Influencing decision makers

Prof. Didier Pittet, MD, MS, CBE

Director, Infection Control and WHO Collaborating Centre on Patient Safety, The University of Geneva Hospitals and Faculty of Medicine,

Lead Adviser, Clean Care is Safer Care programme, Health and Services Delivery, WHO Headquarter, Geneva, Switzerland.

 

A decision maker is a person who decides things, especially at a high level in an organization. Most decisions are made by the person who has the power to make decisions —not necessarily the “right” person, the “smartest” person, or the “best” person. If you can influence the key decision makers in your organization, you can make a positive difference.

The World Health Organization (WHO) Clean Care is Safer Care global programme is based around a change model. It fosters partnerships and coordinates activities as set out in its programme plan. By May 2016, more than 140 of the 194 United Nations’ member states had pledged their support to implement actions to reduce healthcare-associated infections, corresponding to 95% coverage of the world population. The finalized WHO Guideline on Hand Hygiene in Healthcare was launched in 2009 alongside a field-tested and validated multimodal improvement strategy. The strategy comprises five critical components: 1) system change; 2) healthcare workers’ training and education; 3) evaluation and performance feedback; 4) reminders in the workplace; and 5) promotion of an institutional safety climate.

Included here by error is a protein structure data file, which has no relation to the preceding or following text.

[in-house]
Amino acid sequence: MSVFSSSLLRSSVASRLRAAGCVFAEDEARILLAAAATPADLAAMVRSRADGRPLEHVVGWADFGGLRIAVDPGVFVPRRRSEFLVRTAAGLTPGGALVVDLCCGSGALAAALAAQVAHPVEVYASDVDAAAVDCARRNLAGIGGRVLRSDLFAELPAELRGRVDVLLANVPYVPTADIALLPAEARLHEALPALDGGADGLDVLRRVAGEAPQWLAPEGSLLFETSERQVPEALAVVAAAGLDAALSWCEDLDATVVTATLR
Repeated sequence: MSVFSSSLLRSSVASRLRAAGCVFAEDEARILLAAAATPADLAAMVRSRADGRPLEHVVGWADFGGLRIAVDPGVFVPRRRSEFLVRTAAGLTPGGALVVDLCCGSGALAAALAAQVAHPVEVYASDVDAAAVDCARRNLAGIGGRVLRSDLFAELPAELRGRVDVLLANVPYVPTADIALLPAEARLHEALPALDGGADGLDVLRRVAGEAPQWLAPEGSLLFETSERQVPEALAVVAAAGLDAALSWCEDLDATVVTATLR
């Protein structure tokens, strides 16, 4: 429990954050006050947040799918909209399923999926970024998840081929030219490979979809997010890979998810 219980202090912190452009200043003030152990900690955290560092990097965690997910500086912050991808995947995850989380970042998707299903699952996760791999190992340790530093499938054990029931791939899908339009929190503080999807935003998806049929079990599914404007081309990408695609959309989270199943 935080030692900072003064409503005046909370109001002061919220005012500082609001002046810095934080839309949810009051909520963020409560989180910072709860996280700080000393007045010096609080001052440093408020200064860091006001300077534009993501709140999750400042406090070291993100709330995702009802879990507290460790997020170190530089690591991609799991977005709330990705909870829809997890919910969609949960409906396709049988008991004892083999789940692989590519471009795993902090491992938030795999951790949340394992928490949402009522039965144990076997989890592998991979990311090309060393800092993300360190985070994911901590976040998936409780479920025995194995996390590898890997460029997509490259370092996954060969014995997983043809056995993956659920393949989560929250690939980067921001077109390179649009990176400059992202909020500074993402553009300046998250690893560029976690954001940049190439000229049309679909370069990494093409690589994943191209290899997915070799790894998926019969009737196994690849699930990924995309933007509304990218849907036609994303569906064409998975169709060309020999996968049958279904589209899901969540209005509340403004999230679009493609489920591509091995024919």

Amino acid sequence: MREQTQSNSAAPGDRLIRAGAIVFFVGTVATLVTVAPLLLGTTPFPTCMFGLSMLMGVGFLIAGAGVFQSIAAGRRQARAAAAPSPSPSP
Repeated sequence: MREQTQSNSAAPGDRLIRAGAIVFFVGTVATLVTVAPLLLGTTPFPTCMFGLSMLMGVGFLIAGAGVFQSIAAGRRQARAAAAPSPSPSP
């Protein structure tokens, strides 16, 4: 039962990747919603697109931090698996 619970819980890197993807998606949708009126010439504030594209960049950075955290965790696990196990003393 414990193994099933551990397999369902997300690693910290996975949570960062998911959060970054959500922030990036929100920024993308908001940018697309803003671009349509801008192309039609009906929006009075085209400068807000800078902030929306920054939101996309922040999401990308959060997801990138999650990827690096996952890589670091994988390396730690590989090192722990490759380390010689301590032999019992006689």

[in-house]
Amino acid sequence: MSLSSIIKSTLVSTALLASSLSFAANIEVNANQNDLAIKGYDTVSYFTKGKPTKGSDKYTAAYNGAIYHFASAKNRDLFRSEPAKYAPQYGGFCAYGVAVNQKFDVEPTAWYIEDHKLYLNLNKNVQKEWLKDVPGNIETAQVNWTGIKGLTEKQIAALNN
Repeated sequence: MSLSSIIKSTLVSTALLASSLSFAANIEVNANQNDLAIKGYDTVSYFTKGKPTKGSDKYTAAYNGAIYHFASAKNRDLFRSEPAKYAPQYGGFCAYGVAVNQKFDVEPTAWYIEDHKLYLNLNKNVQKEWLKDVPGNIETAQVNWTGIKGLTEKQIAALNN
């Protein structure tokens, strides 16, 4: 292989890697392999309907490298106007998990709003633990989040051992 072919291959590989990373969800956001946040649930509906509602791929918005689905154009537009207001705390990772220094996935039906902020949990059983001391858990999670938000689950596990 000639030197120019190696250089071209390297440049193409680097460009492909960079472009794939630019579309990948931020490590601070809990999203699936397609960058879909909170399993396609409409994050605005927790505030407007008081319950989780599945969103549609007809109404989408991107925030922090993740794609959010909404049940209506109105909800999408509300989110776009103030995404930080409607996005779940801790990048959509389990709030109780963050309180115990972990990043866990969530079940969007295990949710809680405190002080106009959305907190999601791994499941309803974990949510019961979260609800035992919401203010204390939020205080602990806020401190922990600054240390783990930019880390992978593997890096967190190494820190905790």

WHO has over this time coordinated more than 50 national campaigns and importantly launched the global annual healthcare worker call to action; the SAVE LIVES: Clean Your Hands campaign to maintain a profile on hand hygiene action at the point of care.

Reasons for the success of Clean Care is Safer Care will be reviewed, including those possibly associated with a positive influence on decision makers.

About the College

The ACIPC is the peak body for Infection Prevention and Control professionals in the Australasian region. Our stated vision is the prevention and control of infection in our communities. We commenced in January 2012 bringing together the various State and Territory infection control associations formerly in AICA (The Australian Infection Control Association) to support and encourage collaboration across Australasia.

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